the company acceded to the demands of
the Amalgamated association.
Railway Meu Take a Hand.
It is claimed by the leaders of the strik
ers that the Amalgamated association
holds the winning hand, no matter what
may happen. It the mills are started by
non-union men they contend that the mis
takes that will occur and the heavy finan
cial losses consequent to them will cause
the company to ibut down the mills in
sheer self-interest. It the product is got
ready for shipping, assurances from so
many unions of freight handlers have
been received that the Amalgamated asso
tion feels confident of preventing the
product of the Carnegie mills made by
non-union men from being carried to
the places stipulated in the contracts.
Even if this failed the locked-out workers
claim they have another trump card to
play the boycotting of the product by the
And Then There's the Cost of It All.
Both sides admit that there is no im
mediate prospect of a settlement of
the strike, and already the cost is
considerably more than (1,000,000. Every
day that the works are idle it costs the
Carnegie company (50,000. It Is nineteen
days since the workmen went out and the
wheels stop -ed moving. That means a loss
of $953,000 to the company. The military
has been under arms one week, and at
(30,000 a day has cost the state of Pennsyl
vania (140,000. The cost to the company
anil to the state now foots up if 1,000,000,
ami is piling up at the rate of 70,000 a
day. In addition to ail this, the workmen
lose their waes and ten men have lost
their lives. The destruction of property
has not been great, as the barges burned
One Reply to Manager Prick.
Instead of sending in their names as In
dividuals and applying for their old posi
tions in response to the notice oosted by
Frick on Saturday, the former employes
of the Carnegie company who are not
members of the Amalgamated association
got together yesterday and unanimously
decided to stand out to the end. The
meetiug was held in the rink. It was
called by members of the mechanical de
partments, but it included all daily wage
earners. These men number about 2.00C
and include the Hungarians. The meet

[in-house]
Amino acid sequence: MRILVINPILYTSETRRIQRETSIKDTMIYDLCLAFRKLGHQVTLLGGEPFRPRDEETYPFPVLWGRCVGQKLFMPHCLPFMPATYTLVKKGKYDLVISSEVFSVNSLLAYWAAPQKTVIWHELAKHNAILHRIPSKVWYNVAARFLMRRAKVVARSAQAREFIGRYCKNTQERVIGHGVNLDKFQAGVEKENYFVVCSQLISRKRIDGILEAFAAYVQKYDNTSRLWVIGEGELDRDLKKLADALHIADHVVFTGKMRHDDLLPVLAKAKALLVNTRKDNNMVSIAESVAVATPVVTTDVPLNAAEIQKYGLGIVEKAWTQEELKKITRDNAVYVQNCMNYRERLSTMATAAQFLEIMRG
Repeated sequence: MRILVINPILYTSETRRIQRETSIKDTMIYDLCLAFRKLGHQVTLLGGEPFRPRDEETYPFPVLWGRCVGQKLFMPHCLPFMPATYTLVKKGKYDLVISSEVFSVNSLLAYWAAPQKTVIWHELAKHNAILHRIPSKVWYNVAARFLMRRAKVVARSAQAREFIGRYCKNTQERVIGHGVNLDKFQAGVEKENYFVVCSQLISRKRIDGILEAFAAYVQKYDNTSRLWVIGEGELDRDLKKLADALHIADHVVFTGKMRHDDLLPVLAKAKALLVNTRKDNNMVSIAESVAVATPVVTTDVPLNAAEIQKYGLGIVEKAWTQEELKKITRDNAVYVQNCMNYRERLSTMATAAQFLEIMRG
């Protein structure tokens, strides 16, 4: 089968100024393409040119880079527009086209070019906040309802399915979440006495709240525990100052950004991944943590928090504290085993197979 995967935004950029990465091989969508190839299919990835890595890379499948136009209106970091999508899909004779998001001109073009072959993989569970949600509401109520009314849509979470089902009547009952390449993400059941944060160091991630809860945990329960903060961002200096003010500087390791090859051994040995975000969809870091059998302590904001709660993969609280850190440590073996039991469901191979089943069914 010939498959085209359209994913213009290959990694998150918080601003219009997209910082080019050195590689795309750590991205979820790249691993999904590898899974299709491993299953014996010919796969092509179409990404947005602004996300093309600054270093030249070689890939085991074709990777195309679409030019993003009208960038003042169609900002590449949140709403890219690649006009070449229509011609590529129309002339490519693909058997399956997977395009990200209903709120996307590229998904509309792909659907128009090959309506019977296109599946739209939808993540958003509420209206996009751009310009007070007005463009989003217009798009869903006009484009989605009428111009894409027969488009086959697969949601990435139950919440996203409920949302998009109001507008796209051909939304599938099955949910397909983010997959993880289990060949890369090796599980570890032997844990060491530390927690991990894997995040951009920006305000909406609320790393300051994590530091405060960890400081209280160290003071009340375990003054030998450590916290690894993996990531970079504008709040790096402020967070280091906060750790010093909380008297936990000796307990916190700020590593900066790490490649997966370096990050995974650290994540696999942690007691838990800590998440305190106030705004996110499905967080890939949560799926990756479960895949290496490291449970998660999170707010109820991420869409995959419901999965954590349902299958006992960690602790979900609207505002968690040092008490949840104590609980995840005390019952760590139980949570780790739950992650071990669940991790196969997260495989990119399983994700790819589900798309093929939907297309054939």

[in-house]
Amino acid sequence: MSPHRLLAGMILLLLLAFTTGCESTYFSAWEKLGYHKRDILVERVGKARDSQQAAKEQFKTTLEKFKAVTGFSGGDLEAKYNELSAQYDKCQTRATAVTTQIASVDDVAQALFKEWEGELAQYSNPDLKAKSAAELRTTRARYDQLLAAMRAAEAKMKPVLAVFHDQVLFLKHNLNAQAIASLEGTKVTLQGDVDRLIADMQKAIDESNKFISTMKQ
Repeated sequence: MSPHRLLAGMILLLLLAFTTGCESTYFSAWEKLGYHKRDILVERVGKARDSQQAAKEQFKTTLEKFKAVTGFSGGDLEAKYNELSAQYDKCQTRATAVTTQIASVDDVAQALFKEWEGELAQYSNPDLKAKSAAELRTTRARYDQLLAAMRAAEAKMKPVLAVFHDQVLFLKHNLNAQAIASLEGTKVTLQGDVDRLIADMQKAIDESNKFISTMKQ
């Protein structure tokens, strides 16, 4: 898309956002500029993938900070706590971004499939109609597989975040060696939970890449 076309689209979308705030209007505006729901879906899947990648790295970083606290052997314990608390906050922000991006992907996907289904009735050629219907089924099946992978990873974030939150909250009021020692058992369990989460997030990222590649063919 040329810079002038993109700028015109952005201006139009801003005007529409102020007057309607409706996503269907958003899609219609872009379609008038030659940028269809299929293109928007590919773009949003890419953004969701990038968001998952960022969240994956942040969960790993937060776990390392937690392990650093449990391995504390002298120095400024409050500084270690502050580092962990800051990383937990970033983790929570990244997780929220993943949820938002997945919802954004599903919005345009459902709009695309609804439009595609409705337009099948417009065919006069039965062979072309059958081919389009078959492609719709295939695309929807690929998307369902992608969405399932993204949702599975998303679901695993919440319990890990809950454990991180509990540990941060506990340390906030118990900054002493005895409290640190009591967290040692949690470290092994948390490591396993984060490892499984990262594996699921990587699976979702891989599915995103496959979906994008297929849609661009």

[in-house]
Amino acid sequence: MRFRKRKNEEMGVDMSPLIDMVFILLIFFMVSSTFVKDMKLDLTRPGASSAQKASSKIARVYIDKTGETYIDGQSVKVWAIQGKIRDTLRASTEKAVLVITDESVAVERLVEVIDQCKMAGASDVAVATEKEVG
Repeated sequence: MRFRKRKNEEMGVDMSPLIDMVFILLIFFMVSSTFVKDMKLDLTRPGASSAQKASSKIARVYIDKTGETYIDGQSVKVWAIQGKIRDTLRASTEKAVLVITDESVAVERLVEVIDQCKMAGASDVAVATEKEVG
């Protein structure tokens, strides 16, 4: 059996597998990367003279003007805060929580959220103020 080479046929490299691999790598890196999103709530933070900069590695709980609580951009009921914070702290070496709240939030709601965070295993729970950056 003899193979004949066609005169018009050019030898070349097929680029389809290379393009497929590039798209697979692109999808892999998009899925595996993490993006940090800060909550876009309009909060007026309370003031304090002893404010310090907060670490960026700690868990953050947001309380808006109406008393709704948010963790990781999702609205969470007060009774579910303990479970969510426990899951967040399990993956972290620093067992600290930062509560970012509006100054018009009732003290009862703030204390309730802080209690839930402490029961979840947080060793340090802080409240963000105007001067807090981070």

ing was attended by about 1,000 men.
Hugh O'Donnell, of the Amalgamated
association, addressed the men by special
invitation. He did not advise them in any
way but merely stated the condition ol
affairs, leaving his hearers to decide for
themselves. The meeting resolved to stand
by the Amalgamated to the end, declaring
it an insult to ask men to work under
guard, "as we believe that in this land of
the free all men should be free."
PLENTY OF OFFERS OF ASSISTANCE.
Talk of Keeping the Troops on Unard
fo- a Year.
The sympathy with the men i9 wide
spread. One of the leaders of the locked
out men said yesterday that assurances
had been received from unions whose men
handle the product of the Homestead
mills that they stand ready to declare a
general boycott against Carnegie materials.
These include the Freight Handlers union,
which will refuse to ship iron and steel tc
and from the mill, the structural ship
builders, and others, who will quit work
rather than use the product of non-union
men. All this tends to show that iu case
the Carnegie company continues in its
determination to employ non-union labor
it will precipitate a sttike on the principal
railroads and in many of the great man
ufacturing industries of this country.
Warned the Hungarians
Down near the CityF arm nit ion of the
Pjttsburg, Virginia and Charleston rail
road is a large tenement inhabited by a
number of Hungarians. The soldiers on
guard near this place became suspicious of
the action of the Hungarians and it came
to be believed that the latter had hostile
intentions towards the militiamen. As a
consequence of this lielief, an officer was
sent to the house and he informed the
dwellers that if any of the guards are fired
on or if any hostile inclinations were
shown the house would be burned. The
Hugarians are in a great state of excite
ment. tons Service for the Soldiers.
The talk of forming one or two provis
ional regiments for long service at Home
stead has increased among the troops, and
it is likely tiiat when Governor Pattison
decides to keep men here until the trouble
has ended the supply of volunteers will be
greater than the demaud. Many of the
officers favor a longer term of service than
three months for the provisional force.
They are of opinion that the strikers are
patient enoi'h in their determination to
wait quietly for them to leave ami then
take matters in their own hands again
when the provisional force is removed.
Troo,s on Ouard for a Vtmr.
In conversation with a reporter yester
day a prominent officer said: It is non
sense to think of enlisting a provisional
regiment for three months' service. The
men should lie enlisted for a year. They
may not be needed for that length of time,
but it would be well to have it known that
they are to remain here for a year for the
purpose of influencing the strikers in
doing what is right. If they understood
that the troops would remain twelve
months instead of three the strikers would
give up contemplating any means tocause
trouble, nud things would settle down to
their ordinary condition."
Taking Care of the Needy.
There has lieen little use for funds as
yet, the majority of the men being in com
fortable circumstances. There has not
been one instance of a grocery man or
merchant refusing credit because the ap
plicant was out of employment. Relief
has been extended to ten families whe
have had illness or some misfortune tc
contend with. The merchants of the bor
ough have been notified to send the ac
counts of all customers who can not pay
and who are mill men to the relief com
mittee and the bills will be paid.
THREE GOVERNORS CALLED ON.
Chicago Trade and Labor Assembly
Adopts Itadleal Resolutions.
Chicago, July IS. By far the most rad
ical declarations yet made by any labor
organization in the United States respect